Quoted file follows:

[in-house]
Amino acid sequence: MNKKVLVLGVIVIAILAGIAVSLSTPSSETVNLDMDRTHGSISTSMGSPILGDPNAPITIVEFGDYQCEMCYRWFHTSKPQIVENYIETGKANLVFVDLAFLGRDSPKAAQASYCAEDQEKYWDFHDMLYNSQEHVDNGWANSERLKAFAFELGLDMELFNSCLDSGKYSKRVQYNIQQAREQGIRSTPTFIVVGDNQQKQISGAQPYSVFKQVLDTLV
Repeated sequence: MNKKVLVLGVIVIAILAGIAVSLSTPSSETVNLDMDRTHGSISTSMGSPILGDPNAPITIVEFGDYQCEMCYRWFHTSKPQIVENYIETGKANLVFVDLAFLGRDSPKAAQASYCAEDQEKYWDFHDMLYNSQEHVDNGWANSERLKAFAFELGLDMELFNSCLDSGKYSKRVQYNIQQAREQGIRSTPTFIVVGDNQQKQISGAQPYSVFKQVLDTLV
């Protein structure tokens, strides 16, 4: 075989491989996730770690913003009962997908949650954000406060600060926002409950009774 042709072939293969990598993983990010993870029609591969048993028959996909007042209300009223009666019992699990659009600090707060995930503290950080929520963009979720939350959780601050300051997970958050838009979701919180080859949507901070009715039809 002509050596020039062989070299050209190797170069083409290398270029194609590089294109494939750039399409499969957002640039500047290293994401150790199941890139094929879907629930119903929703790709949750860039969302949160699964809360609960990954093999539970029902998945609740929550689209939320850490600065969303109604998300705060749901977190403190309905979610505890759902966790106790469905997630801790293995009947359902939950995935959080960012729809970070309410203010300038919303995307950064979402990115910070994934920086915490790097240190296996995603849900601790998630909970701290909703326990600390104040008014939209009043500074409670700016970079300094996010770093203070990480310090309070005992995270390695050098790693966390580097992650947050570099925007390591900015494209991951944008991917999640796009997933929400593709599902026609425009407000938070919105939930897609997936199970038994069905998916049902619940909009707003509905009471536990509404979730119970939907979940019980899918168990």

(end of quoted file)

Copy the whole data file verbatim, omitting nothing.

[in-house]
Amino acid sequence: MNKKVLVLGVIVIAILAGIAVSLSTPSSETVNLDMDRTHGSISTSMGSPILGDPNAPITIVEFGDYQCEMCYRWFHTSKPQIVENYIETGKANLVFVDLAFLGRDSPKAAQASYCAEDQEKYWDFHDMLYNSQEHVDNGWANSERLKAFAFELGLDMELFNSCLDSGKYSKRVQYNIQQAREQGIRSTPTFIVVGDNQQKQISGAQPYSVFKQVLDTLV
Repeated sequence: MNKKVLVLGVIVIAILAGIAVSLSTPSSETVNLDMDRTHGSISTSMGSPILGDPNAPITIVEFGDYQCEMCYRWFHTSKPQIVENYIETGKANLVFVDLAFLGRDSPKAAQASYCAEDQEKYWDFHDMLYNSQEHVDNGWANSERLKAFAFELGLDMELFNSCLDSGKYSKRVQYNIQQAREQGIRSTPTFIVVGDNQQKQISGAQPYSVFKQVLDTLV
């Protein structure tokens, strides 16, 4: 075989491989996730770690913003009962997908949650954000406060600060926002409950009774 042709072939293969990598993983990010993870029609591969048993028959996909007042209300009223009666019992699990659009600090707060995930503290950080929520963009979720939350959780601050300051997970958050838009979701919180080859949507901070009715039809 002509050596020039062989070299050209190797170069083409290398270029194609590089294109494939750039399409499969957002640039500047290293994401150790199941890139094929879907629930119903929703790709949750860039969302949160699964809360609960990954093999539970029902998945609740929550689209939320850490600065969303109604998300705060749901977190403190309905979610505890759902966790106790469905997630801790293995009947359902939950995935959080960012729809970070309410203010300038919303995307950064979402990115910070994934920086915490790097240190296996995603849900601790998630909970701290909703326990600390104040008014939209009043500074409670700016970079300094996010770093203070990480310090309070005992995270390695050098790693966390580097992650947050570099925007390591900015494209991951944008991917999640796009997933929400593709599902026609425009407000938070919105939930897609997936199970038994069905998916049902619940909009707003509905009471536990509404979730119970939907979940019980899918168990």